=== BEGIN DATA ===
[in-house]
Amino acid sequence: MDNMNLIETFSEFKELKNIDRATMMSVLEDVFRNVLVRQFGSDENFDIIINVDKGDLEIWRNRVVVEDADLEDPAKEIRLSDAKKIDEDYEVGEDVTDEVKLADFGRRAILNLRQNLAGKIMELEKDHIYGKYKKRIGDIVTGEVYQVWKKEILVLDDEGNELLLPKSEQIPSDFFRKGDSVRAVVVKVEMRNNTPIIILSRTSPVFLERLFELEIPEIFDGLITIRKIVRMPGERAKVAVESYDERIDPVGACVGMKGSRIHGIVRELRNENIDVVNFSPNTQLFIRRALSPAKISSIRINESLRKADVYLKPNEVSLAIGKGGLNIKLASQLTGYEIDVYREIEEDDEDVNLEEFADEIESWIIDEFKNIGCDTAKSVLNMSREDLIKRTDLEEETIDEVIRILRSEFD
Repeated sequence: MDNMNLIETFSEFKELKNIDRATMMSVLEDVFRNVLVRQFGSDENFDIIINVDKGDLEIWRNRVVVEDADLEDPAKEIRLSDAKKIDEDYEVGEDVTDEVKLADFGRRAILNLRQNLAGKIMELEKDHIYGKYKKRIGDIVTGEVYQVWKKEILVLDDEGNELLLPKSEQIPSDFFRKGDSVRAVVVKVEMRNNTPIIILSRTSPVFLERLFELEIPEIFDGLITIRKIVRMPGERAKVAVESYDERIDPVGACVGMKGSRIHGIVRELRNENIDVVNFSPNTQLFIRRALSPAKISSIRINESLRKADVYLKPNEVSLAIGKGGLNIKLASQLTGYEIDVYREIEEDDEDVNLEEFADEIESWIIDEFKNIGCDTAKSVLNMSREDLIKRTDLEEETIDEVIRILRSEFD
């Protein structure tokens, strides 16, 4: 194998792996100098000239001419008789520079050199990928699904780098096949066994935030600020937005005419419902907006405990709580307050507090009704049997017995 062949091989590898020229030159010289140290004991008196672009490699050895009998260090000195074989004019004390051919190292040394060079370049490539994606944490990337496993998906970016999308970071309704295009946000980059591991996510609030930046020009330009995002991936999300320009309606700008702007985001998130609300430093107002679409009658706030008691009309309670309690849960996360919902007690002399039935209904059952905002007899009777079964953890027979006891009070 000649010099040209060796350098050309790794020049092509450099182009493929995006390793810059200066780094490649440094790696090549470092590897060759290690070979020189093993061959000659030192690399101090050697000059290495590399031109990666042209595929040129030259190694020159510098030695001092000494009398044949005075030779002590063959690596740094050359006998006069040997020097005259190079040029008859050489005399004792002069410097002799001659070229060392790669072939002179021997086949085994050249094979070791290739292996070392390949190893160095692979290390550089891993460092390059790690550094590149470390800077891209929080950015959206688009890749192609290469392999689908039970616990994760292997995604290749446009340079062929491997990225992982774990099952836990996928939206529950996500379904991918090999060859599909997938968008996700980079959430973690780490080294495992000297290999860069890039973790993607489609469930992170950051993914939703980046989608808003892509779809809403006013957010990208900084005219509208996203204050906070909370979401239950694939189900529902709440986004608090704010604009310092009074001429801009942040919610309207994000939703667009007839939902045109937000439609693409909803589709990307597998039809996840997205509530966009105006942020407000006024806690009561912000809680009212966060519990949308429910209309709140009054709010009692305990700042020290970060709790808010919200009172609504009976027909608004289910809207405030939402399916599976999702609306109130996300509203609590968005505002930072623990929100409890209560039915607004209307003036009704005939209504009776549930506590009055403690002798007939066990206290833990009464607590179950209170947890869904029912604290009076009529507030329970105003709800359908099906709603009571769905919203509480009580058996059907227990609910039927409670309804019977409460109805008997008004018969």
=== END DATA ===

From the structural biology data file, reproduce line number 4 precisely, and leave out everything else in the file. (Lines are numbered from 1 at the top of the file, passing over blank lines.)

């Protein structure tokens, strides 16, 4: 194998792996100098000239001419008789520079050199990928699904780098096949066994935030600020937005005419419902907006405990709580307050507090009704049997017995 062949091989590898020229030159010289140290004991008196672009490699050895009998260090000195074989004019004390051919190292040394060079370049490539994606944490990337496993998906970016999308970071309704295009946000980059591991996510609030930046020009330009995002991936999300320009309606700008702007985001998130609300430093107002679409009658706030008691009309309670309690849960996360919902007690002399039935209904059952905002007899009777079964953890027979006891009070 000649010099040209060796350098050309790794020049092509450099182009493929995006390793810059200066780094490649440094790696090549470092590897060759290690070979020189093993061959000659030192690399101090050697000059290495590399031109990666042209595929040129030259190694020159510098030695001092000494009398044949005075030779002590063959690596740094050359006998006069040997020097005259190079040029008859050489005399004792002069410097002799001659070229060392790669072939002179021997086949085994050249094979070791290739292996070392390949190893160095692979290390550089891993460092390059790690550094590149470390800077891209929080950015959206688009890749192609290469392999689908039970616990994760292997995604290749446009340079062929491997990225992982774990099952836990996928939206529950996500379904991918090999060859599909997938968008996700980079959430973690780490080294495992000297290999860069890039973790993607489609469930992170950051993914939703980046989608808003892509779809809403006013957010990208900084005219509208996203204050906070909370979401239950694939189900529902709440986004608090704010604009310092009074001429801009942040919610309207994000939703667009007839939902045109937000439609693409909803589709990307597998039809996840997205509530966009105006942020407000006024806690009561912000809680009212966060519990949308429910209309709140009054709010009692305990700042020290970060709790808010919200009172609504009976027909608004289910809207405030939402399916599976999702609306109130996300509203609590968005505002930072623990929100409890209560039915607004209307003036009704005939209504009776549930506590009055403690002798007939066990206290833990009464607590179950209170947890869904029912604290009076009529507030329970105003709800359908099906709603009571769905919203509480009580058996059907227990609910039927409670309804019977409460109805008997008004018969």